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New Apple TV+ series will make you laugh and cry

Jason Segel and Harrison Ford in Apple TV+’s new series 'Shrinking'. Photo credit: Apple TV+

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As we eagerly await the sometime-this-spring drop of Ted Lasso Season Three, you can get your fix of comedy with heart in the new Apple TV+ series Shrinking, which covers a very different world but has the same winning formula of giving us irresistibly quirky characters who deliver quote-worthy dialogue that produces big laughs - and just when we're enjoying the breezy whimsy of it all, POW! There's your lump-in-the-throat moment. 

Goshdarnit, we just want to give everyone in this whole universe a great big hug. 

Created by the Ted Lasso duo of executive producer Bill Lawrence and star-writer Brett Goldstein along with star Jason Segel, Shrinking centers around the lives of three therapists at the Cognitive Behavioral Therapy Center in Pasadena, California:

            - Jimmy (Segel) is a disaster of a human being who has been in a spiral ever since his wife, Tia (Lilan Bowden, seen in flashback sequences), died a year ago. Jimmy spends so much time in a drug- and booze-filled haze that his empty-nester next-door neighbor, Liz (Christa Miller), has essentially taken over the parenting duties of his 17-year-old daughter, Alice (Lukita Maxwell).

            - Gabby (Jessica Williams), who was Jimmy's wife's best friend, is upbeat and confident and hilarious - but she might not be as cool as she claims to be about her recent divorce.

            - Then there's their legendary, old-school, perpetually crusty boss, Paul (Harrison Ford, in a role that feels not entirely distant from his real-life persona, cough-cough), who has been diagnosed with Parkinson's and is finding it increasingly difficult to disguise the symptoms. 

After a long night of partying in his backyard pool with two sex workers to the sounds of some bangin' Billy Joel, a heavily hungover Jimmy tries to power through his scheduled sessions, but when a patient named Grace (Heidi Gardner) goes on and on about her horrible husband, Jimmy snaps and exclaims, "Grace! We've been doing this for two years. ... I have never seen a guy tell a woman that she is dumb and lucky she has great t--- and thought to myself, 'Wow, they must really be in love!' ... Grace, your husband is emotionally abusive. ... Just f---ing leave him. ... Leave him or I'm done being your therapist." 

I'm gonna go out on a limb and guess every sanctioned organization in the history of therapy would condemn Jimmy's methods - his mentor Paul certainly does - but Jimmy is energized and rejuvenated by his meltdown and decides he's going to become a "psychological vigilante" who will break any and all conventional rules if he thinks it will help his patients (not to mention improve Jimmy's own state of mind). Jimmy takes it to the next level when he becomes friends with Sean (Luke Tennie), a combat veteran who is prone to episodes of rage, and even invites Sean to live in his guest house. What could possibly go right? Well. You might be surprised. 

If Shrinking dwelled too much on Jimmy's gonzo therapy approach, the gimmick might have grown tiresome, but that's just one of a myriad of intriguing story threads we get in Season One. The writers do an amazing job of pinging back and forth between various characters and their relationships on a level rarely seen in a TV comedy.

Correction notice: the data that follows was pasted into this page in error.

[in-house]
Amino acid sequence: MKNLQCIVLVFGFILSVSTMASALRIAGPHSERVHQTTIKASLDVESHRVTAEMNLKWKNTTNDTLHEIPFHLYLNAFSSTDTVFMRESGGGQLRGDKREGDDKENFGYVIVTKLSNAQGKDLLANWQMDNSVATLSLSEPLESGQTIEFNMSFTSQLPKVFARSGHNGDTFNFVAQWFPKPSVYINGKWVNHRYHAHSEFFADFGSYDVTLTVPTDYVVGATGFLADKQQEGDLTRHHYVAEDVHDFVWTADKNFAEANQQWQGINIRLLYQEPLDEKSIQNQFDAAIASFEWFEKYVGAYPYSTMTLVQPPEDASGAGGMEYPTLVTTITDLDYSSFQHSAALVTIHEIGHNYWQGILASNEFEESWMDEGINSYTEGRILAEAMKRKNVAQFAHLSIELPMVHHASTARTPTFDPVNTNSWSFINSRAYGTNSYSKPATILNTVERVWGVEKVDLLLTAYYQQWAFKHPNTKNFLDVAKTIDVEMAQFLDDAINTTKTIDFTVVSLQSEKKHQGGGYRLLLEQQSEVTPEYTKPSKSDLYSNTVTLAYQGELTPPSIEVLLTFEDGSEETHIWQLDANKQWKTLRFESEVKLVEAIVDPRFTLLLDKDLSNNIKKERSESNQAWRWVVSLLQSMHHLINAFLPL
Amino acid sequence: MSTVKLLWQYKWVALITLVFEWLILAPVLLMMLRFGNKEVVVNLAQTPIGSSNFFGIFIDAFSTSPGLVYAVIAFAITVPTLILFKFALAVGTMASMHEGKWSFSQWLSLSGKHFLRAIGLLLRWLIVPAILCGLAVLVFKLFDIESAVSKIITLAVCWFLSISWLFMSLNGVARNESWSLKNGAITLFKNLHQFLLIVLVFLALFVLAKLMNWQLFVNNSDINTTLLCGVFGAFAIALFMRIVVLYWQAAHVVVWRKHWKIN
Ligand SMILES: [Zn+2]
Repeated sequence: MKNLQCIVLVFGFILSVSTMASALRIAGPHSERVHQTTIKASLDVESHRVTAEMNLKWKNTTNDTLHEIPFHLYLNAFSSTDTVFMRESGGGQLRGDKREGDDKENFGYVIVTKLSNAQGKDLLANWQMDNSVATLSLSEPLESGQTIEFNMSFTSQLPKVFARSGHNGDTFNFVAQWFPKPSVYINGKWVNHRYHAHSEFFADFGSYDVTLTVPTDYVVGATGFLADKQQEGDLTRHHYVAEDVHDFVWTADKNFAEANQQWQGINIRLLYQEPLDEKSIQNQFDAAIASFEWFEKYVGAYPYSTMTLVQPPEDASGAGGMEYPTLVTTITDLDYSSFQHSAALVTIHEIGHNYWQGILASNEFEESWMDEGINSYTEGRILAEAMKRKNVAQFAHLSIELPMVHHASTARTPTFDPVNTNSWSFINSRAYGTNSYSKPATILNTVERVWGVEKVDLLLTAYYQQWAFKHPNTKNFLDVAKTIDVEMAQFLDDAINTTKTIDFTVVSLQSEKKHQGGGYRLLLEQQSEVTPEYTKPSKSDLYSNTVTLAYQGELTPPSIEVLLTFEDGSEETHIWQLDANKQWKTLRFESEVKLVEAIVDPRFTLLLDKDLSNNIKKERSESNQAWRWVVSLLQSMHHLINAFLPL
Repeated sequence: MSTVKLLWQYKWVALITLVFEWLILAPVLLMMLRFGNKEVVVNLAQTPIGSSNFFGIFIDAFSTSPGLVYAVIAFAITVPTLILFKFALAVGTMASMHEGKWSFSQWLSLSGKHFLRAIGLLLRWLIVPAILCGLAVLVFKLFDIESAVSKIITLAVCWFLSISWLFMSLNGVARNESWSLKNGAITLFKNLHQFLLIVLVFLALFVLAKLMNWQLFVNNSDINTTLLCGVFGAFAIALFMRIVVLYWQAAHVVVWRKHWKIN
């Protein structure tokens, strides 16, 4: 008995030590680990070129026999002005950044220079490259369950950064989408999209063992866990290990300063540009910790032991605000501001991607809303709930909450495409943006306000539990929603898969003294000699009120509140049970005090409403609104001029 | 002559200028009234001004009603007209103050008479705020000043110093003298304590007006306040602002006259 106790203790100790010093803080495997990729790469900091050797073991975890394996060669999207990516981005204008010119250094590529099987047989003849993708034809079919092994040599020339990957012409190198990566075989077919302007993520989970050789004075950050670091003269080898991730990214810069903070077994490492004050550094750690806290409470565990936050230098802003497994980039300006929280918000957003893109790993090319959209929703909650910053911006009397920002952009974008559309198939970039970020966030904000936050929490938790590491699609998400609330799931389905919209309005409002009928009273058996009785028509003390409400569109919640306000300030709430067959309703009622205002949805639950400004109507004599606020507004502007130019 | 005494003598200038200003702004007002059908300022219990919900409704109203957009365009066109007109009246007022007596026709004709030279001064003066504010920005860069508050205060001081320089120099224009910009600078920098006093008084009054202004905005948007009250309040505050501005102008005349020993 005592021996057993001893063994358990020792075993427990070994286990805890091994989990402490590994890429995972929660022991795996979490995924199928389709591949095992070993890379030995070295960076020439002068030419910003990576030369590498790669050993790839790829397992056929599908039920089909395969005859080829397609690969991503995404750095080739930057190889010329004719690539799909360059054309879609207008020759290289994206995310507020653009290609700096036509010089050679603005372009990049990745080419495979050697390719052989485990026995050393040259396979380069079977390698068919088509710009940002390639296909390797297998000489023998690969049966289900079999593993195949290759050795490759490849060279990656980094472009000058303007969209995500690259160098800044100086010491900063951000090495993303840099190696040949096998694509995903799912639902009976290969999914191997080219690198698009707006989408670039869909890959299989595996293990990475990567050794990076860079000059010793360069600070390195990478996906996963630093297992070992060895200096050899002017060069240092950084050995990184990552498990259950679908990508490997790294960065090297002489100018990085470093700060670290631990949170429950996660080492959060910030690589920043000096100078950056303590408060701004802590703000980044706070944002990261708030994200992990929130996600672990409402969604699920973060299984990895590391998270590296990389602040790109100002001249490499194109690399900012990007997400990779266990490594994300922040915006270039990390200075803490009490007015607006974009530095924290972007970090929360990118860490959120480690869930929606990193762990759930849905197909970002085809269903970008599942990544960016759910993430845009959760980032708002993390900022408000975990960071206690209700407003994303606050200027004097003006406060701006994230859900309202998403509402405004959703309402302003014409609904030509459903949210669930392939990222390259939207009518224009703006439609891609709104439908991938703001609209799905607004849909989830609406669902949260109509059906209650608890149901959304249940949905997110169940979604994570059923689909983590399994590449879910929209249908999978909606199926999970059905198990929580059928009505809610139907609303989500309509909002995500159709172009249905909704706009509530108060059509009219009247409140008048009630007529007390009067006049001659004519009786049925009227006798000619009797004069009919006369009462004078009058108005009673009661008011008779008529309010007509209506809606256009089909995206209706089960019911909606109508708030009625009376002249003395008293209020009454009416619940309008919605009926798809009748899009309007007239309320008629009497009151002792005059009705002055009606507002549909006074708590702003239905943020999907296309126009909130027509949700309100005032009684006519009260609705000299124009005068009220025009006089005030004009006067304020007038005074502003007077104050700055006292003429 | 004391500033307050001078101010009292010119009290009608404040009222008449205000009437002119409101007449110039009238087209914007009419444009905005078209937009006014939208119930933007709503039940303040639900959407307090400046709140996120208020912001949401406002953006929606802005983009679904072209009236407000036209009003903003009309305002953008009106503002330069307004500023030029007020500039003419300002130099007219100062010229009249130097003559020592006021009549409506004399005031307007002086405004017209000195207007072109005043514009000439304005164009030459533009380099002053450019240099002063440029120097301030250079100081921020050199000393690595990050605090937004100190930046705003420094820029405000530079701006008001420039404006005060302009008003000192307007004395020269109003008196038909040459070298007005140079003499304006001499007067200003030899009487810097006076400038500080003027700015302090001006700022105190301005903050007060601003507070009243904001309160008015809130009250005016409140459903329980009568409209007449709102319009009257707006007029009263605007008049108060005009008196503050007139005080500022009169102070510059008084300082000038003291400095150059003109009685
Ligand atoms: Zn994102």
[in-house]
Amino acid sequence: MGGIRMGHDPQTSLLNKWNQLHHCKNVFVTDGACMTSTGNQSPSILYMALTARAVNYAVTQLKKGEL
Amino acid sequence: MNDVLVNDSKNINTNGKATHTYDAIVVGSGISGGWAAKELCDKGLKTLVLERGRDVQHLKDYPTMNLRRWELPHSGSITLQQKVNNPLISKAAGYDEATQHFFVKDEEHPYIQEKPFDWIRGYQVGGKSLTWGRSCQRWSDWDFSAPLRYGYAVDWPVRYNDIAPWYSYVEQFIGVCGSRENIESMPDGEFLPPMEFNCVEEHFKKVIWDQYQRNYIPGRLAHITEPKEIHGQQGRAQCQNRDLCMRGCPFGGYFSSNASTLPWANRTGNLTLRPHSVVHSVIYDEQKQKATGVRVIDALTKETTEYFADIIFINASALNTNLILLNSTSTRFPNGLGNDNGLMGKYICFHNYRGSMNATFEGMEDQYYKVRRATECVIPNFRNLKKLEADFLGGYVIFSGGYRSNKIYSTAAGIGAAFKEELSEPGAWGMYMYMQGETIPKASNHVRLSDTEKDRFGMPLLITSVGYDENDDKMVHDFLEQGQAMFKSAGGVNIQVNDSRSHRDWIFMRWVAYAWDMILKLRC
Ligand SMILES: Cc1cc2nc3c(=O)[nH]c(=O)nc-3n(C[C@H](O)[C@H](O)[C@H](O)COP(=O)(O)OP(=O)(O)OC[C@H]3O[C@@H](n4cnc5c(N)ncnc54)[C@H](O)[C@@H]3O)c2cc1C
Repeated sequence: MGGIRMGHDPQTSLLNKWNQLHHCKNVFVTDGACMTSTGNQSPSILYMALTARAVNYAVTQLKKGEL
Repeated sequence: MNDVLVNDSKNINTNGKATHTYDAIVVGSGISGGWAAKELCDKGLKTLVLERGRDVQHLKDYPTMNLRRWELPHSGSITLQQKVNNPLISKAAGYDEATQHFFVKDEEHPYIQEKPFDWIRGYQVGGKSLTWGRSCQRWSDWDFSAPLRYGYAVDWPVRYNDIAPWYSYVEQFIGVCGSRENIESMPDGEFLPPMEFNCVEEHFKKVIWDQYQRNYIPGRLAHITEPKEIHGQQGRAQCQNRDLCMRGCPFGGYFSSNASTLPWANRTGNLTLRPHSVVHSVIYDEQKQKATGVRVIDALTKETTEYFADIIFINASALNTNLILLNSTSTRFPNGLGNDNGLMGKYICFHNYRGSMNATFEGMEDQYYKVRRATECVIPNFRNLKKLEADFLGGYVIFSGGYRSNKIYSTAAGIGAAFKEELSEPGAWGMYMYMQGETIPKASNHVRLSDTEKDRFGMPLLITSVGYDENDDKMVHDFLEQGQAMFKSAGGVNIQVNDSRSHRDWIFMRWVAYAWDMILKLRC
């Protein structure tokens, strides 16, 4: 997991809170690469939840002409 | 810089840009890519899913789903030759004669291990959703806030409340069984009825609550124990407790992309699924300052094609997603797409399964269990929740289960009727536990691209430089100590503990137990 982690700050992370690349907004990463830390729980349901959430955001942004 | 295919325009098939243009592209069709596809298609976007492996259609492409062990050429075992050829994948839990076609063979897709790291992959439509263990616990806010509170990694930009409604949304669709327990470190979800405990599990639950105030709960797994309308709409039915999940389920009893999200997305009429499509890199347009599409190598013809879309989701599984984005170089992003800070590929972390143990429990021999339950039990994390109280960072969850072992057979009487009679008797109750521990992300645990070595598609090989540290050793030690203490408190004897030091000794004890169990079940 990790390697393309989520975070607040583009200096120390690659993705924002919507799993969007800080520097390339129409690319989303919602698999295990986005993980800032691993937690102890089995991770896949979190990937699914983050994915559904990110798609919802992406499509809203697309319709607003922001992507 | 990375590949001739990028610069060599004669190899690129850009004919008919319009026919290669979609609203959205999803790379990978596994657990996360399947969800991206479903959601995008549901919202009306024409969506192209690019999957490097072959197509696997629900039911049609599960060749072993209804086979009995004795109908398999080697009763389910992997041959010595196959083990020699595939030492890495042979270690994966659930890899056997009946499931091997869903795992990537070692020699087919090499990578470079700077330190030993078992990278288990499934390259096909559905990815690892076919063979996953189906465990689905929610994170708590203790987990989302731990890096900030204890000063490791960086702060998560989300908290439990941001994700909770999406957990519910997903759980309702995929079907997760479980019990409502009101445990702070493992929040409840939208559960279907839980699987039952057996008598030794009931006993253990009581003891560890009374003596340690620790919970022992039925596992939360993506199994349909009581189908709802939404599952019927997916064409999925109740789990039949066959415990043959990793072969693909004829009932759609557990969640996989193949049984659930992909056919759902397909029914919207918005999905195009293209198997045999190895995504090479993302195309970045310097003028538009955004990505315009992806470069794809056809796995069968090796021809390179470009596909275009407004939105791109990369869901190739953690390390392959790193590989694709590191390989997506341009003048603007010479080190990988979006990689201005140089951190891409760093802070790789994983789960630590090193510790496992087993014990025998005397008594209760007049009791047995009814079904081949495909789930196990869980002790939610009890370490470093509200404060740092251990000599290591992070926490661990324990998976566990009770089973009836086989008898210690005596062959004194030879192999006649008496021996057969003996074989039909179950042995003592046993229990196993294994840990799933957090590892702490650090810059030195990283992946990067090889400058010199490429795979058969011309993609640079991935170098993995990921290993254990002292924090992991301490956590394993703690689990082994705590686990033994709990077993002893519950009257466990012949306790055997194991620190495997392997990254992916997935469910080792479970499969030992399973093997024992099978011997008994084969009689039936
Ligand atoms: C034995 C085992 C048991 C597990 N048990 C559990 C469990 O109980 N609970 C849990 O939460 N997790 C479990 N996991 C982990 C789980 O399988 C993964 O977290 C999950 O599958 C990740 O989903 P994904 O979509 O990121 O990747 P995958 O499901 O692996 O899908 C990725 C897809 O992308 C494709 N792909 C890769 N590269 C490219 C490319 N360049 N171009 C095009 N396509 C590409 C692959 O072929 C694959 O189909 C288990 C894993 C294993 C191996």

Paul has park-bench meetings with Alice and offers her fatherly advice, even as he struggles to connect with his own estranged daughter (Lily Rabe). Jimmy reconnects with his best friend, Brian (Michael Urie), after shutting him out of his life because he couldn't take Brian's positivity while Jimmy was grieving. At first, Liz and Gabby can't stand each other, but then they bond over morning hikes and early evening wine, much to the annoyance of everyone else. 

Even relatively minor characters like Liz's newly retired husband, Dereck (Ted McGinley), get some wonderful showcase moments, and everyone in this talented, veteran cast is effortlessly good at delivering the choice pieces of dialogue. There's not an episode of Shrinking that didn't make me laugh out loud more than once - and get a little misty-eyed as well. 

Segel is perfectly suited to play the self-deprecating, eager-to-please, heart-on-his-sleeve Jimmy, who wants to snap out of his funk but is trying WAY too hard to win back the trust of Liz, who hates him - but we know she really loves him. Jessica Williams is a scene-stealing force as Gabby, who is such a funny, strong, complex, interesting character she could have a spinoff of her own. 

Then there's 80-year-old Harrison Ford, who has entered the world of TV with a powerful one-two punch, first with the Yellowstone prequel "1923," and now with Shrinking. We all knew Ford would be a commanding presence as a Wyoming rancher in the former, but what a treat it is to see him leaning in to the comedy here and gamely bantering with comedy veterans Segel, Williams and the always terrific Miller, among others. 

You never know what goes on behind the scenes, but one gets the feeling Ford is having one hell of a great time on this show. We're sure having a hell of a great time watching it.


Three and a half stars

STARS: Jason Segal, Harrison Ford and Jessica Williams

A series from Apple TV+ debuted with two episodes Jan. 27, with a new episode premiering each Friday.

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